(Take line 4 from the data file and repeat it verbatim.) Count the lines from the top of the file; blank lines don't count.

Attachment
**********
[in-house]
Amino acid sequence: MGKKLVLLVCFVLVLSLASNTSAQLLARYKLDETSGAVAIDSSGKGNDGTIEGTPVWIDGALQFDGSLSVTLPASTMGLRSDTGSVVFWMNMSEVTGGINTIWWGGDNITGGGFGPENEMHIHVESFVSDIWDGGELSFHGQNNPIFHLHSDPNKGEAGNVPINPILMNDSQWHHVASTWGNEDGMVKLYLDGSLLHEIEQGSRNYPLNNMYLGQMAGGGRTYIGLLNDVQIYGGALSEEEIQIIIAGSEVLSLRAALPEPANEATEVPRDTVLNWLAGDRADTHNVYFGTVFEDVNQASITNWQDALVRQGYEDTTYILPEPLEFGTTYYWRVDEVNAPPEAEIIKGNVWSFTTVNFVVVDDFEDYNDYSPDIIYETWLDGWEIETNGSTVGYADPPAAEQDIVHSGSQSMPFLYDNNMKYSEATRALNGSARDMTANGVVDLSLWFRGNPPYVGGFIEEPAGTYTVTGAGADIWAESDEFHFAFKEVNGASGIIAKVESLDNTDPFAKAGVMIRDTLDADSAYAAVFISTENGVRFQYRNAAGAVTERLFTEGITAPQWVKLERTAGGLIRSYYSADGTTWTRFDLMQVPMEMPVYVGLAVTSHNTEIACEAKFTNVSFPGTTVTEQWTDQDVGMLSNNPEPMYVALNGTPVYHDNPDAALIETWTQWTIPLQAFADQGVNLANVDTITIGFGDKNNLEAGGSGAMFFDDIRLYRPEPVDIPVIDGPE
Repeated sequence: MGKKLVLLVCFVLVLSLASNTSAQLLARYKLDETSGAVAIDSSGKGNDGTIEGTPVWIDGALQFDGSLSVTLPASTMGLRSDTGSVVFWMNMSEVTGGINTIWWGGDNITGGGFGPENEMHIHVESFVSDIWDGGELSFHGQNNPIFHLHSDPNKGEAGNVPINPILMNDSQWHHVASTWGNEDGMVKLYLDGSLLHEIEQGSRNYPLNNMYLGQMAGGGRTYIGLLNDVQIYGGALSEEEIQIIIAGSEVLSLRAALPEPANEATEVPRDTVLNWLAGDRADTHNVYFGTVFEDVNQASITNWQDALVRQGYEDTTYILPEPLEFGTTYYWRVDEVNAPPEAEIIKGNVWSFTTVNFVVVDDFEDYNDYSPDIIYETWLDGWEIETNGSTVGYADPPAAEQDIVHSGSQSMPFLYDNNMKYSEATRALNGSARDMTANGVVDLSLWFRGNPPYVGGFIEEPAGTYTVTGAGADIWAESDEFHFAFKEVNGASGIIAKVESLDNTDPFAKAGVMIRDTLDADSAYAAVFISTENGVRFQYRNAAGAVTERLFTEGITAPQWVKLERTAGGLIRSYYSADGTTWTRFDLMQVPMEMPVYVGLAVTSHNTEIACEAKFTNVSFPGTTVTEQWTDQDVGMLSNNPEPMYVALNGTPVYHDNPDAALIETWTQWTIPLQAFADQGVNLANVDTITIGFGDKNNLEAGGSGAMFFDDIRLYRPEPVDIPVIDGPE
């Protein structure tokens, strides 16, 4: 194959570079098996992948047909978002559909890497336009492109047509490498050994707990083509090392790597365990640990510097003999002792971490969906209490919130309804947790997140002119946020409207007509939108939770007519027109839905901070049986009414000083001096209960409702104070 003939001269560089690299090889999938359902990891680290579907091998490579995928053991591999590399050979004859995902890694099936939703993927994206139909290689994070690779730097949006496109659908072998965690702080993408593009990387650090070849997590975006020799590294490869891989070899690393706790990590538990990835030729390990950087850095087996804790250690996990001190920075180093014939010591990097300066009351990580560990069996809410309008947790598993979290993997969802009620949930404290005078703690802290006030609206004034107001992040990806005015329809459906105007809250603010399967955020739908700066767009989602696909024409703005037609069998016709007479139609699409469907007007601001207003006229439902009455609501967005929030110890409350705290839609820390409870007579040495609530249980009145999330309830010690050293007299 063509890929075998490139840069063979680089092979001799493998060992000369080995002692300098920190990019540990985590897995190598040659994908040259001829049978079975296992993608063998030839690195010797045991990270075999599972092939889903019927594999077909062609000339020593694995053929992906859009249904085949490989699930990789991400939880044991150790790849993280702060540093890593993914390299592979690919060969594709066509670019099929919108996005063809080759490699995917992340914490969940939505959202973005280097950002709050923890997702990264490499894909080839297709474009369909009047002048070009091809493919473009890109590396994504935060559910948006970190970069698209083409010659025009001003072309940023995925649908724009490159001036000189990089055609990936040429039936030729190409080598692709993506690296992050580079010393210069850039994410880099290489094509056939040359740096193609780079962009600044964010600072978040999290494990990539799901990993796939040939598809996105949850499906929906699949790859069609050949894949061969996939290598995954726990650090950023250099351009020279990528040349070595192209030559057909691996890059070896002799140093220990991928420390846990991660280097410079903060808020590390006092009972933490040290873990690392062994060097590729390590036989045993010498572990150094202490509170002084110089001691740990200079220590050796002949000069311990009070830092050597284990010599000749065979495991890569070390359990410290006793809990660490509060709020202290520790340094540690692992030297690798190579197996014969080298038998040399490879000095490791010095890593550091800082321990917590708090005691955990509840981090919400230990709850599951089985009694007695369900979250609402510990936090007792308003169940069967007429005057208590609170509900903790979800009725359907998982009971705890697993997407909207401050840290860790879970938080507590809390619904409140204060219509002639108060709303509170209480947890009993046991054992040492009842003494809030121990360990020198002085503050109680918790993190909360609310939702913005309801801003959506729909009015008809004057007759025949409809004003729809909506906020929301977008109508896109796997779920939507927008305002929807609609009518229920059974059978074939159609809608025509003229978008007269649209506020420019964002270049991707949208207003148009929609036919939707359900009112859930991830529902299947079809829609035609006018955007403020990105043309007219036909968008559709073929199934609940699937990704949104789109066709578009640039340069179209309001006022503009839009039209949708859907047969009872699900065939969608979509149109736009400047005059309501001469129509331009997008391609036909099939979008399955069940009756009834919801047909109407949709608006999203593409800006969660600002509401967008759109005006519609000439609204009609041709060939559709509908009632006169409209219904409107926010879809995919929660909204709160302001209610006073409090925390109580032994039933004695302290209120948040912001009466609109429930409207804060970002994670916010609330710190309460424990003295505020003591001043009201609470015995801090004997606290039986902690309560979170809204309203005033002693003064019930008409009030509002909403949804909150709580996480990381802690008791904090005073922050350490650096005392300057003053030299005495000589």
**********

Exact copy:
């Protein structure tokens, strides 16, 4: 194959570079098996992948047909978002559909890497336009492109047509490498050994707990083509090392790597365990640990510097003999002792971490969906209490919130309804947790997140002119946020409207007509939108939770007519027109839905901070049986009414000083001096209960409702104070 003939001269560089690299090889999938359902990891680290579907091998490579995928053991591999590399050979004859995902890694099936939703993927994206139909290689994070690779730097949006496109659908072998965690702080993408593009990387650090070849997590975006020799590294490869891989070899690393706790990590538990990835030729390990950087850095087996804790250690996990001190920075180093014939010591990097300066009351990580560990069996809410309008947790598993979290993997969802009620949930404290005078703690802290006030609206004034107001992040990806005015329809459906105007809250603010399967955020739908700066767009989602696909024409703005037609069998016709007479139609699409469907007007601001207003006229439902009455609501967005929030110890409350705290839609820390409870007579040495609530249980009145999330309830010690050293007299 063509890929075998490139840069063979680089092979001799493998060992000369080995002692300098920190990019540990985590897995190598040659994908040259001829049978079975296992993608063998030839690195010797045991990270075999599972092939889903019927594999077909062609000339020593694995053929992906859009249904085949490989699930990789991400939880044991150790790849993280702060540093890593993914390299592979690919060969594709066509670019099929919108996005063809080759490699995917992340914490969940939505959202973005280097950002709050923890997702990264490499894909080839297709474009369909009047002048070009091809493919473009890109590396994504935060559910948006970190970069698209083409010659025009001003072309940023995925649908724009490159001036000189990089055609990936040429039936030729190409080598692709993506690296992050580079010393210069850039994410880099290489094509056939040359740096193609780079962009600044964010600072978040999290494990990539799901990993796939040939598809996105949850499906929906699949790859069609050949894949061969996939290598995954726990650090950023250099351009020279990528040349070595192209030559057909691996890059070896002799140093220990991928420390846990991660280097410079903060808020590390006092009972933490040290873990690392062994060097590729390590036989045993010498572990150094202490509170002084110089001691740990200079220590050796002949000069311990009070830092050597284990010599000749065979495991890569070390359990410290006793809990660490509060709020202290520790340094540690692992030297690798190579197996014969080298038998040399490879000095490791010095890593550091800082321990917590708090005691955990509840981090919400230990709850599951089985009694007695369900979250609402510990936090007792308003169940069967007429005057208590609170509900903790979800009725359907998982009971705890697993997407909207401050840290860790879970938080507590809390619904409140204060219509002639108060709303509170209480947890009993046991054992040492009842003494809030121990360990020198002085503050109680918790993190909360609310939702913005309801801003959506729909009015008809004057007759025949409809004003729809909506906020929301977008109508896109796997779920939507927008305002929807609609009518229920059974059978074939159609809608025509003229978008007269649209506020420019964002270049991707949208207003148009929609036919939707359900009112859930991830529902299947079809829609035609006018955007403020990105043309007219036909968008559709073929199934609940699937990704949104789109066709578009640039340069179209309001006022503009839009039209949708859907047969009872699900065939969608979509149109736009400047005059309501001469129509331009997008391609036909099939979008399955069940009756009834919801047909109407949709608006999203593409800006969660600002509401967008759109005006519609000439609204009609041709060939559709509908009632006169409209219904409107926010879809995919929660909204709160302001209610006073409090925390109580032994039933004695302290209120948040912001009466609109429930409207804060970002994670916010609330710190309460424990003295505020003591001043009201609470015995801090004997606290039986902690309560979170809204309203005033002693003064019930008409009030509002909403949804909150709580996480990381802690008791904090005073922050350490650096005392300057003053030299005495000589």